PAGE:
By the summer of 2002 I was a full-blown attention addict and had an obvious eating disorder. However, I couldn’t see then that dipping carrots in ketchup wasn’t a just a new flavour creation like Lays Chipotle Ranch. All I cared about was getting to the weekend to refuel my addiction with lapping men and free drinks all night. Drinks that never caused any weight gain; which was always many, many drinks. Maybe it was because for the whole weekend I’d eat two meals. Which consisted of a bag of Quaker Crispy Minis and cans of forty-nine cent green beans with tuna.

Finding a boyfriend wasn’t really working out. I had been seeing Jamie – the guy who was my “first.” He was a babe. He was also an alcoholic and former drug addict, who laughed at me in disbelief when I told him I was virgin after that first time. So, the smart thing to do of course was to keep seeing him because he was so cute. And well, he kept calling.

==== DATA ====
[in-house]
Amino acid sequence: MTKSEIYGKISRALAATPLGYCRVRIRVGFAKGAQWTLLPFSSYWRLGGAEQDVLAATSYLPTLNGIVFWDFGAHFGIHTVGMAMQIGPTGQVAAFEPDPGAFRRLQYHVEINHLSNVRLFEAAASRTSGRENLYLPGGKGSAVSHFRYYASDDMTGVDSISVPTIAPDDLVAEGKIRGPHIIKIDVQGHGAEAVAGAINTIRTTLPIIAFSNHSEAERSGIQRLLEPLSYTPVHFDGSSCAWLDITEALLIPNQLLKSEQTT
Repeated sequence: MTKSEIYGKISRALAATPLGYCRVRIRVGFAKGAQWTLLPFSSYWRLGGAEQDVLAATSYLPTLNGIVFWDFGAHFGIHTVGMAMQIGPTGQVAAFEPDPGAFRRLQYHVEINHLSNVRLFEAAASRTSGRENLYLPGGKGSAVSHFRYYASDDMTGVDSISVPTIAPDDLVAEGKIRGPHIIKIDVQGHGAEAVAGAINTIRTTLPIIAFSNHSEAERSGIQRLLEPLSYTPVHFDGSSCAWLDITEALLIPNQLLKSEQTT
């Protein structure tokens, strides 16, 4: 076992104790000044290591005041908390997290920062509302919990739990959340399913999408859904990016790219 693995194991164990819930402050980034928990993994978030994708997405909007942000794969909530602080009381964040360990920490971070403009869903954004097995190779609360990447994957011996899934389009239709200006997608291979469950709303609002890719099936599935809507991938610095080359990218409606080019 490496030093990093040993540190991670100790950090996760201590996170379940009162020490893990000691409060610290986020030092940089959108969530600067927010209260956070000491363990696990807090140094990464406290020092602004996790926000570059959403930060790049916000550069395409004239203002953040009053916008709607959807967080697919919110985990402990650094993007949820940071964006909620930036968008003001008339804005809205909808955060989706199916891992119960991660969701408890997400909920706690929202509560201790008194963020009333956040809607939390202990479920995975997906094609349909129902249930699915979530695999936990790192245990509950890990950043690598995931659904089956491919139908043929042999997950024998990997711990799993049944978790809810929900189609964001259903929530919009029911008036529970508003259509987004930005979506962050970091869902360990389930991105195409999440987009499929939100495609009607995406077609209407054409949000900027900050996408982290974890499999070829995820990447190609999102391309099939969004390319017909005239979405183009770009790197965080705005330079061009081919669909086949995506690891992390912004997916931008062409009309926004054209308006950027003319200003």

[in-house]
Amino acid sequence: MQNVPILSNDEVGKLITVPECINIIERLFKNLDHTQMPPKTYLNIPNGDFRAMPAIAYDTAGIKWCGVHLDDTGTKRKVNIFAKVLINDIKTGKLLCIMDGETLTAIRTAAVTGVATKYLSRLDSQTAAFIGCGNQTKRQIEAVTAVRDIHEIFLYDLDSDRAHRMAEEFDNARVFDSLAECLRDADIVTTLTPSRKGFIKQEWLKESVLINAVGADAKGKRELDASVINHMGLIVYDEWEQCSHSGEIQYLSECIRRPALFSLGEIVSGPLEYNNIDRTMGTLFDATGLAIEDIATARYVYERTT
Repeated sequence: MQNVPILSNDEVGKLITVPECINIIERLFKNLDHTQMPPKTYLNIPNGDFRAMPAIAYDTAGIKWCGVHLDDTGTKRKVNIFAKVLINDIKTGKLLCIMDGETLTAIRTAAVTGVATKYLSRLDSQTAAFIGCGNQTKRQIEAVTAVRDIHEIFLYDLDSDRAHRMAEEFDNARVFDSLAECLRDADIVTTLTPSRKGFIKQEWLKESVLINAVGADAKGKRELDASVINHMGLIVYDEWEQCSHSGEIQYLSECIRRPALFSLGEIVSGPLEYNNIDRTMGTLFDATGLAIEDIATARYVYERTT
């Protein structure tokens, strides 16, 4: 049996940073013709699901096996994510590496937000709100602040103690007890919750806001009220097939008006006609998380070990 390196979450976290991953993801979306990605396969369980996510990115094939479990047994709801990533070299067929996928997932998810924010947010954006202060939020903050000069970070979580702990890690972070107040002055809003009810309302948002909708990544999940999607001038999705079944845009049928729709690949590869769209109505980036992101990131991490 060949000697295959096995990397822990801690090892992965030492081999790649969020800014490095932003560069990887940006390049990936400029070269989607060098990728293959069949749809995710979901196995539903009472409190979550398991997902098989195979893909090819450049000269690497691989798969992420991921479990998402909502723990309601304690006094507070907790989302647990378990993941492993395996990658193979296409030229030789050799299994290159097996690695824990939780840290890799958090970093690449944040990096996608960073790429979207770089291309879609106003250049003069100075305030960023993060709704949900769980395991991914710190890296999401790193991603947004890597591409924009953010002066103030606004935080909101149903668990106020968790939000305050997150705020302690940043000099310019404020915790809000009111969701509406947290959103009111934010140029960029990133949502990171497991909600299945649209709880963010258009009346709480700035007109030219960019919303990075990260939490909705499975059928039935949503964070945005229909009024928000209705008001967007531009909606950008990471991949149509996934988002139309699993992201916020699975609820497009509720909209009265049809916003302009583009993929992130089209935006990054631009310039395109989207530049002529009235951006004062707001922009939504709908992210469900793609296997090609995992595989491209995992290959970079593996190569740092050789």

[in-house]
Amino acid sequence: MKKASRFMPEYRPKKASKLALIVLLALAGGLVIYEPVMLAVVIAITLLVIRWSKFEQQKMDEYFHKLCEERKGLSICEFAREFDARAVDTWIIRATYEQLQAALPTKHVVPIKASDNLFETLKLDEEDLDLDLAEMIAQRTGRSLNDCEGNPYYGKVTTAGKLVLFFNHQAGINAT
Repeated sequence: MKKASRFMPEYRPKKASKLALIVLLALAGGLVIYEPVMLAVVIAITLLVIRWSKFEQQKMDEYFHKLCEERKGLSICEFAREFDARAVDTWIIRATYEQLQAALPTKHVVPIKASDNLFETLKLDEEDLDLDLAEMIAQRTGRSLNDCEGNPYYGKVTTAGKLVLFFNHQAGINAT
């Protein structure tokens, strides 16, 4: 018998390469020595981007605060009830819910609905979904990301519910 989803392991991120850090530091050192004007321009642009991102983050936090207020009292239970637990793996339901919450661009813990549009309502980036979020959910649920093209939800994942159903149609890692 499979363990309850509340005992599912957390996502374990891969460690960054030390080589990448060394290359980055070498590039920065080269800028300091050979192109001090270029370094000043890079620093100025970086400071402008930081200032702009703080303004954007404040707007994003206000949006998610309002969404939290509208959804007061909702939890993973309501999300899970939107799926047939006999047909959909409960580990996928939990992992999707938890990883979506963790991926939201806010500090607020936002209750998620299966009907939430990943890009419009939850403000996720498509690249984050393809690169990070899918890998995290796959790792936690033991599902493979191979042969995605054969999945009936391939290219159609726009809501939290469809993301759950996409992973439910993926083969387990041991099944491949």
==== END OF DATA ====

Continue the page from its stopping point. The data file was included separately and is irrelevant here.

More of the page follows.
Jamie faded away soon after I started college that fall. I was going to be the tall hot skinny bitch in my class for the first time. I had left the fat girl club behind and anyone who knew me to be its flagship member. I was ready to be handed the hot girl crown and start my new life. I was finally going to grow up and be thin and happy and successful; writing concert reviews for the Toronto Star and live in a loft overlooking the city- with my gorgeous journalist boyfriend that I would meet in the newsroom.

It didn’t quite go that way. I ended up just being the loudmouth older chick that didn’t really fit in her oddly thin body.

Guys didn’t really pay attention to me. I wasn’t stared at for being fat or made fun of. I was just looked over. I was 25. But my classmates were about 19 and had firm bouncy skin and luxurious shiny hair, where as I looked like too much skin that was haphazardly thrown on a bag of bones with a few strands of dull curly hair. So, hot.